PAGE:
If there was one band that resonated the most with this awkward, pudgy kid from Lancaster, it was Oingo Boingo.
They were weird, quirky, mischievous, menacing and fun. They expertly played music that sounded like it would be played at a haunted house ska pool party. They sang about insects, ghosts, reptiles and samurai; the latter two in the same song. I mean, the lead singer's last name was Elfman! He was sprightly! It was in his name!
And while the aforementioned singer/bandleader/songwriter Danny Elfman has enjoyed a fruitful and rightly celebrated career as a solo artist and movie composer, as well as performing two world-shaking sets at this year's Coachella music festival, the odds of an Oingo Boingo reunion are close to nil. Elfman has said as much himself.
So what can an Oingo Boingo-starved world do in that absence? Drummer Johnny "Vatos" Hernandez figured out the answer: a tribute band that would play the Boingo hits helmed by the very musicians that performed them. That includes guitarist Steve Bartek, bassist John Avila (Hernadez's son Freddy also handles bass duties), saxophonist Sam "Sluggo" Phipps and keyboardist Carl Graves.
They, rounded out by a cast of other non-former Boingo musicians, perform under the inspired and accurately descriptive name Oingo Boingo Former Members. They'll be performing at the Fox Theater this Friday — finally! — in a bit of a return since they performed at the Fox back in Boingo's 1980s heyday.
I have to admit, watching videos of them performing such Boingo classics like "Just Another Day" is chill-inducing. I mean, it's the band! Elfman might not be there with them — he has given the band his blessing — but the sound and soul of the group remains intact. It's obvious that these musicians relish playing these songs again. They are having a ball.
Expect the hits ("Dead Man's Party," "Only a Lad," "Who Do You Want To Be Today," "Stay") as well as some deep cuts (like the 1984 track "Something Isn't Right" from the "Bachelor Party" soundtrack. Whoa!) that will satisfy every level of fan and make anyone who listened to KROQ in the 1980s want to pogo uncontrollably.
They even play "Weird Science"! I don't even think the original Boingo played that one too often live.
Hernandez also has some local ties as well, being related to multi-instrumentalist Paul Cartwright, who has been cultivating a successful music career of his own, including performing with Danny Elfman (and Bartek) at Elfman's recent Coachella appearances.
In many ways, this show — twice delayed due to the COVID pandemic — is a sort of homecoming, especially for me and flitting memories of living in the Antelope Valley and bouncing like a fool dancing to "Grey Matter" in my living room.
Also on the bill will be Missing Persons, fresh off their recent Cruel World performance, and Dramarama, whose song "Anything, Anything" is the quintessential Southern California anthem of the 1980s.
Oingo Boingo Former Members, with Missing Persons and Dramarama, 7:30 p.m. Friday, Fox Theater, 2001 H St.; $40 to $95; axs.com
Greg Fitzsimmons is the type of comic that could easily be put in the "observational comedy” camp, but he's too good and has been at this too long to be defined as merely such. He can definitely observe, spot the funny and report back from the trenches with ease, but his main strength is in his ability to tell stories. He has a bold ease in his delivery and is in no rush to get in the way of the storytelling itself. He will perform two shows at The Well on June 11.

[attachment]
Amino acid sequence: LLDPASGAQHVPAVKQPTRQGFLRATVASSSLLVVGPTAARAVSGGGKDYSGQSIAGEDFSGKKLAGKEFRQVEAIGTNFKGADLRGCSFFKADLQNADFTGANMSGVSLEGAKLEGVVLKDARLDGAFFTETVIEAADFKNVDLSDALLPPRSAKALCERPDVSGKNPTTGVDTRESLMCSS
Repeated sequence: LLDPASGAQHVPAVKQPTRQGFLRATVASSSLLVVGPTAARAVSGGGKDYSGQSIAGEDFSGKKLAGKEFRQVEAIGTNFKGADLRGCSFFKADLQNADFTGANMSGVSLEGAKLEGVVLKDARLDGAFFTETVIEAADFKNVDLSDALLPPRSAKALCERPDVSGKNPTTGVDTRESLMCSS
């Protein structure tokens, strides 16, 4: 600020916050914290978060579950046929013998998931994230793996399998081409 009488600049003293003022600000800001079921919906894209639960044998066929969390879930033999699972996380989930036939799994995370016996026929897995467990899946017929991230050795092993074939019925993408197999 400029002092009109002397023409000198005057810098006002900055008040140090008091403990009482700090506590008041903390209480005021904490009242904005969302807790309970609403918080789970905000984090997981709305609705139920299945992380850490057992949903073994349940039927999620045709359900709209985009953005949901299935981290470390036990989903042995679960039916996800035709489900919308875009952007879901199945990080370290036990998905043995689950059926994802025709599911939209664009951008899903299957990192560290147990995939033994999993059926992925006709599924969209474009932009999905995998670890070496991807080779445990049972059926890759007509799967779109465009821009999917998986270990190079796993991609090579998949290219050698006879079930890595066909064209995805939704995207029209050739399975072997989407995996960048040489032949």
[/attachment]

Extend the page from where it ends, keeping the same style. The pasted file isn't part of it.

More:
Whether it's as a guest on other podcasts, like Joey Diaz's "The Church of What's Happening Now," "The Adam Carolla Podcast," "The Joe Rogan Experience" or with his own "Fitzdog Radio" podcast, the 56-year-old Fitzsimmons has an easygoing, flowing conversational style. It takes a lot of experience, not to mention years of performing in Boston-area comedy meat grinders, to develop the confidence and chops to make being this good look that easy.
Fitzsimmons has written for shows as varied as the Emmy Awards to writing and producing on "The Ellen DeGeneres Show" (for which he won four Daytime Emmys). He wrote a 2010 autobiography "Dear Mrs. Fitzsimmons: Tales of Redemption From an Irish Mailbox," with such memorable chapter titles as "When Irish Eyes are Bloodshot," "The Perfect Woman and the Man Who Will One Day Destroy Her" and "My Loin Fruit."
He also did some voice work on Cartoon Network's "Aqua Teen Hunger Force," which makes me wonder about what a wacky, random fan base he must have. Fitzsimmons is the living center of a Venn diagram that includes Joe Rogan, Ellen DeGeneres and a cartoon co-starring a talking meatball. Yes, it doesn't even get top billing.
The 21-and-over shows are at 6:30 and 9:30 p.m., and I would recommend getting there early for either (doors open one hour before showtime) as the seating is first come, first served. Don't wait until the last minute for some "fashionably late" shenanigans or you'll find yourself sitting at the far end of the bar, waiting to grab a table once someone leaves, only to have it swooped up by a couple that was flanking it closer than you. Avoid the hassle. Get there early and post up. Try the wings and enjoy the L.A.-meets-Bakersfield comedy club atmosphere at The Well.
"I have spent many great days on the Kern River with my family and can't wait to spend some more time up there, staying for a day or two to pitch a tent and hang out," Fitzsimmons said via email. "Tons of comics have told me The Well is a great comedy room, so I'm looking forward to that as well."